World Travel Watch is a monthly report designed to help you make informed judgments about travel throughout the world. Because conditions can change overnight, always make your own inquiries before you leave home. In the United States, contact the nearest passport agency office; abroad, check in with the nearest American embassy .
China/Pakistan: The Kunjerab Pass on the Karakoram Highway at the China/Pakistan border is closed. Although Kashgar, the oasis market town in far west China, has been reopened to tourists, the only way in at this time is the long way around--through China on the Silk Road.
India: Troubled Kashmir remains off-limits to travelers, but the governments of India and Pakistan have agreed to hold high-level talks soon to try to work out a solution in the contested region.
Nepal: Katmandu is essentially peaceful now, with curfews ended, but expect the occasional disruption of services by workers' strikes, a new phenomenon that has come with the hard-earned democracy. Trekking agencies are planning for a good autumn season.
Sri Lanka: After nine months of relative peace, increased foreign investment and renewed tourism, violence has returned on a disturbing scale with Tamil guerrillas in the north and east abandoning a year-old cease-fire and attacking police installations. Several massacres by Tamil guerrillas have been reported in outlying villages. With tough talk coming from military leaders about showing the insurgents no mercy, it appears the spiral of violence will continue. Exercise caution and avoid traveling to areas in and around Jaffna, Trincomalee and Batticaloa.
Algeria: Islamic fundamentalists swept recent elections in this heretofore secular North African country. What this means for travelers is uncertain, though alcohol proscription and a conservative Islamic dress code for women (and its attendant effect on female travelers) may be ahead.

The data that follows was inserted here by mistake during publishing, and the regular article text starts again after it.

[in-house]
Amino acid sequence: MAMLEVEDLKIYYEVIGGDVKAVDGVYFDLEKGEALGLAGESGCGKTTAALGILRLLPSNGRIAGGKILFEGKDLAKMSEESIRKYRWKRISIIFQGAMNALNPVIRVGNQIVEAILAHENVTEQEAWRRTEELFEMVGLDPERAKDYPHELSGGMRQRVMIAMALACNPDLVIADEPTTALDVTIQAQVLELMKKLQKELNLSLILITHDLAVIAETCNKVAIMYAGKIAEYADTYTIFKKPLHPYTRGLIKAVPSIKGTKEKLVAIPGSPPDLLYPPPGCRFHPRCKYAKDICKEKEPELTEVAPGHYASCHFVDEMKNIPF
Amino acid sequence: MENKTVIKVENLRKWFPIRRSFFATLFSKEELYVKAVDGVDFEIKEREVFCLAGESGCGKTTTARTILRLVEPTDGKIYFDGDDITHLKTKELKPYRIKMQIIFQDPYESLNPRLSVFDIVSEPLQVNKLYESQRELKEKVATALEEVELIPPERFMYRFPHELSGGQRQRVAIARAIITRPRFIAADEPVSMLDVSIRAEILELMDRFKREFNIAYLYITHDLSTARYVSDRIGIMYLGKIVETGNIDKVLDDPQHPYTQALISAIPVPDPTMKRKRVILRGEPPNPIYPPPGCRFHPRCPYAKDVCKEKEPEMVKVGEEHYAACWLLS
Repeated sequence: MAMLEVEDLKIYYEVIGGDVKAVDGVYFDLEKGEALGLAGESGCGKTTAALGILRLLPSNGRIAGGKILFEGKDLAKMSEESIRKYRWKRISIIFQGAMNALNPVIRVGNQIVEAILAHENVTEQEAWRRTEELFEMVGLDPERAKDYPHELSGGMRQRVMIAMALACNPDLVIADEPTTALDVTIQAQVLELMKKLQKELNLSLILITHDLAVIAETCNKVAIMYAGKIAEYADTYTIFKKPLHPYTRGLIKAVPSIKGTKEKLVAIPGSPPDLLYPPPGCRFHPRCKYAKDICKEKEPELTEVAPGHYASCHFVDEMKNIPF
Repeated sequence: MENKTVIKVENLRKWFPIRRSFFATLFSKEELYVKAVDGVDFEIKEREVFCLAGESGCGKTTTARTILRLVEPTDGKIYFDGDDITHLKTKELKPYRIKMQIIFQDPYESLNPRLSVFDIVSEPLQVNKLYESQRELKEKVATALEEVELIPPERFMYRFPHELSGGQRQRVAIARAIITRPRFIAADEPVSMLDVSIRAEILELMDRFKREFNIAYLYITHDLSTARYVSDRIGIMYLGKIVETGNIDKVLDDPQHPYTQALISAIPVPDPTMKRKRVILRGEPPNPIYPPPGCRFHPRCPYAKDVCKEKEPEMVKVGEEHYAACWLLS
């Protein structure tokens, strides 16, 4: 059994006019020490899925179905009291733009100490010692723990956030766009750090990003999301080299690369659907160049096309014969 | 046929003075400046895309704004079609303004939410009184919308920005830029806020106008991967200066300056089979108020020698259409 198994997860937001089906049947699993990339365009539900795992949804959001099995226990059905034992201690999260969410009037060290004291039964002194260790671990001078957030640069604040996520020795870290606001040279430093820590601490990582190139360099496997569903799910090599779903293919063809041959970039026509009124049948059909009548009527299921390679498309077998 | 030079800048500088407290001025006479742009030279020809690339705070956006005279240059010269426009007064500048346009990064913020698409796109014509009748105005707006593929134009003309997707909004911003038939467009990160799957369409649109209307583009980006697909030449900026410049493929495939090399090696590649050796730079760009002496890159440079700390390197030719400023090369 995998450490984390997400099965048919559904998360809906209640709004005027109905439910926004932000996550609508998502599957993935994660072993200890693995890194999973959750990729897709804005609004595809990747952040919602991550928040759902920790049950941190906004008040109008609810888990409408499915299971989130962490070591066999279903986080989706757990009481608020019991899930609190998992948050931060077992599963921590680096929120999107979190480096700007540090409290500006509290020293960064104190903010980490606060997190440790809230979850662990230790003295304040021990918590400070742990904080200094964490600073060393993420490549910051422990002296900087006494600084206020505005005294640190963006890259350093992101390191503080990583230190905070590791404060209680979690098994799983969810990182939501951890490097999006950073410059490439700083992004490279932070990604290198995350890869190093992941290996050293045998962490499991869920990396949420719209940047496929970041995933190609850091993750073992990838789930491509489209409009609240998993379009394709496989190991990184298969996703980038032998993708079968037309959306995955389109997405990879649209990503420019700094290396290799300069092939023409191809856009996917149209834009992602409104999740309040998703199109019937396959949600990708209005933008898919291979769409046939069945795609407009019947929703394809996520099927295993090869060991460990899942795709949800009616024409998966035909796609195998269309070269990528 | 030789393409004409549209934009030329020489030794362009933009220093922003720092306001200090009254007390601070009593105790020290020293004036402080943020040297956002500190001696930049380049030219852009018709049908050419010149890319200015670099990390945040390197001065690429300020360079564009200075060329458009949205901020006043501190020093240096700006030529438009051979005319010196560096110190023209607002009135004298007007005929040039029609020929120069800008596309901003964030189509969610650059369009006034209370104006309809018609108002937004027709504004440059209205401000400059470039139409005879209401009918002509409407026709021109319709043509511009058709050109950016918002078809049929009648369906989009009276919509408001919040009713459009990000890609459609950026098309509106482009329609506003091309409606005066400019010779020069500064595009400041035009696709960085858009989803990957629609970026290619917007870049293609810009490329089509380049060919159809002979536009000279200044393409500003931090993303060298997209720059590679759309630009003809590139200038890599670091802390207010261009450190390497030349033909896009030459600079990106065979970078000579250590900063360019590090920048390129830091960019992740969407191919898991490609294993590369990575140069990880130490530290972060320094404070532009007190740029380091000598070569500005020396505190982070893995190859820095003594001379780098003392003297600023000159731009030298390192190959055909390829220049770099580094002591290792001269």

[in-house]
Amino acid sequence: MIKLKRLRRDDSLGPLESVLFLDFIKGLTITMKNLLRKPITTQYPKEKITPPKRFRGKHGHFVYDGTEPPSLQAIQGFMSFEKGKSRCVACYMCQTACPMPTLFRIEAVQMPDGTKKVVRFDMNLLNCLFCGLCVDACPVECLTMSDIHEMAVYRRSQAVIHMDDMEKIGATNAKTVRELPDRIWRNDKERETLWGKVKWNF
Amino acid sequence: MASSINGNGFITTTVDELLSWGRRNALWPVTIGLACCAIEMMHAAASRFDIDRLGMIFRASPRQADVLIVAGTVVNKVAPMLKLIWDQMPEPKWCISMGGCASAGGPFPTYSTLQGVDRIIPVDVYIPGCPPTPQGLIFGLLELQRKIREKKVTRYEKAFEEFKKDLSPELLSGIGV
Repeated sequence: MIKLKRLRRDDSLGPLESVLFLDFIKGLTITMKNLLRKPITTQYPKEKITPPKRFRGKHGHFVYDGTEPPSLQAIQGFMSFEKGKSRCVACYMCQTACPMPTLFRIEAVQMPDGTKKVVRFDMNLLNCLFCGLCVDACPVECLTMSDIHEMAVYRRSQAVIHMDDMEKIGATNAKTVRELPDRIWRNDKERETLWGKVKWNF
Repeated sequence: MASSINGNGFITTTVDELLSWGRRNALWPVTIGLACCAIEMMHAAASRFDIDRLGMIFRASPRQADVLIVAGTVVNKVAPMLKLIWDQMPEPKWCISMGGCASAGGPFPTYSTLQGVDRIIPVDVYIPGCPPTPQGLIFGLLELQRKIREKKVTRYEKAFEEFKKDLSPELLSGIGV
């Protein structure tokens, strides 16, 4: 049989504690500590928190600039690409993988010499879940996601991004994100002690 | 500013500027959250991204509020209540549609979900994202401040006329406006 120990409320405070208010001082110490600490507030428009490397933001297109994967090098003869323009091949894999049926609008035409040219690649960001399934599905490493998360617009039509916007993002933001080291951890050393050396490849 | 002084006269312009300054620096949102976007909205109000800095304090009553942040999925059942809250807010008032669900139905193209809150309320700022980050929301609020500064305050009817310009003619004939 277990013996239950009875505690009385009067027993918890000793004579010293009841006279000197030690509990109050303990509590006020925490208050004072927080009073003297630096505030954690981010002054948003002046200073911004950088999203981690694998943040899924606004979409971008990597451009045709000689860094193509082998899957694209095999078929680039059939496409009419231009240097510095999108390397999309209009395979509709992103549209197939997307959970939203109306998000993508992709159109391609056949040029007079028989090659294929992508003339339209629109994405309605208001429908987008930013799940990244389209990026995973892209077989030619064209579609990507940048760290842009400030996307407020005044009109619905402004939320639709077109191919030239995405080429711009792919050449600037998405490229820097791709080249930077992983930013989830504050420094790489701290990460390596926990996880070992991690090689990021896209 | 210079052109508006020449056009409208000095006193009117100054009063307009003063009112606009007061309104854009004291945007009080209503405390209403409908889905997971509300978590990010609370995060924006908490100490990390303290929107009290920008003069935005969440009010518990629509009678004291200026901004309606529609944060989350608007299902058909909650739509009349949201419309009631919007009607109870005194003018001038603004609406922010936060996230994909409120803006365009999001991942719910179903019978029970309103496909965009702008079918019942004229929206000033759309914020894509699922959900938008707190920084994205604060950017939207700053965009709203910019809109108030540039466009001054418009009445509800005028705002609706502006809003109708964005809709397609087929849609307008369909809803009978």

Gabon: Unnecessary travel to Port Gentil should be avoided due to recent civil unrest and demonstrations. Check with the U.S. Embassy in Libreville for updated information, and register with the U.S. Embassy on arrival in Gabon.
Liberia: Although the civil war has quieted and peace talks are under way, the country remains volatile. Avoid travel here at this time.
France/Germany/the Netherlands/Belgium/Luxembourg: By early 1992, these countries hope to abolish border checks, months in advance of the 12-nation European Community's deadline of Jan. 1, 1993, to remove internal border controls. Known as the Schengen Accord for the Luxembourg town in which it was signed June 19, the agreement (when it is ratified by the five countries) should speed cross-border traffic and give the EEC some experience in border integration.
Romania: Unrest continues and the potential for violence remains, especially in Bucharest. Exercise caution, and avoid any demonstrations or large gatherings of people.
Soviet Union: In major cities such as Moscow and Leningrad, the dollar is king. Expect to pay for taxis and restaurant and hotel services with greenbacks, not rubles. Bring along a good supply of $1, $5 and $10 bills.
Dominican Republic: The dollar goes a long way here, but be careful with tortoise-shell products. Many tortoise species are endangered and importation of such goods to the United States is prohibited. These items could be seized by U. S. Customs and their bearers subject to fines. It's best to avoid buying any animal products.
Nicaragua: Now that the eight-year civil war has ended, hopes are high that the troubled country can move ahead into a new era of peace and prosperity. Visitors must exchange $60 U.S. into cordobas at the port of entry. Major hotels in Managua, and some smaller hotels and hostels, charge foreigners in U. S. currency and won't accept traveler's checks, so make sure you take enough cash to cover expenses. Credit cards are infrequently accepted. Travel from Honduras to Nicaragua should be done only by air because of border security problems, including minefields, particularly along the Rio Coco and Atlantic Coast region.
Cambodia: The Khmer Rouge has agreed to proposals for putting the 12th-Century ruins of Angkor Wat under U.N. management as a demilitarized zone.
For more information on safety concerns in countries you may be visiting, contact the Citizens Emergency Center, U.S. Department of State, Washington, D.C. 20520, (202) 647-5225 .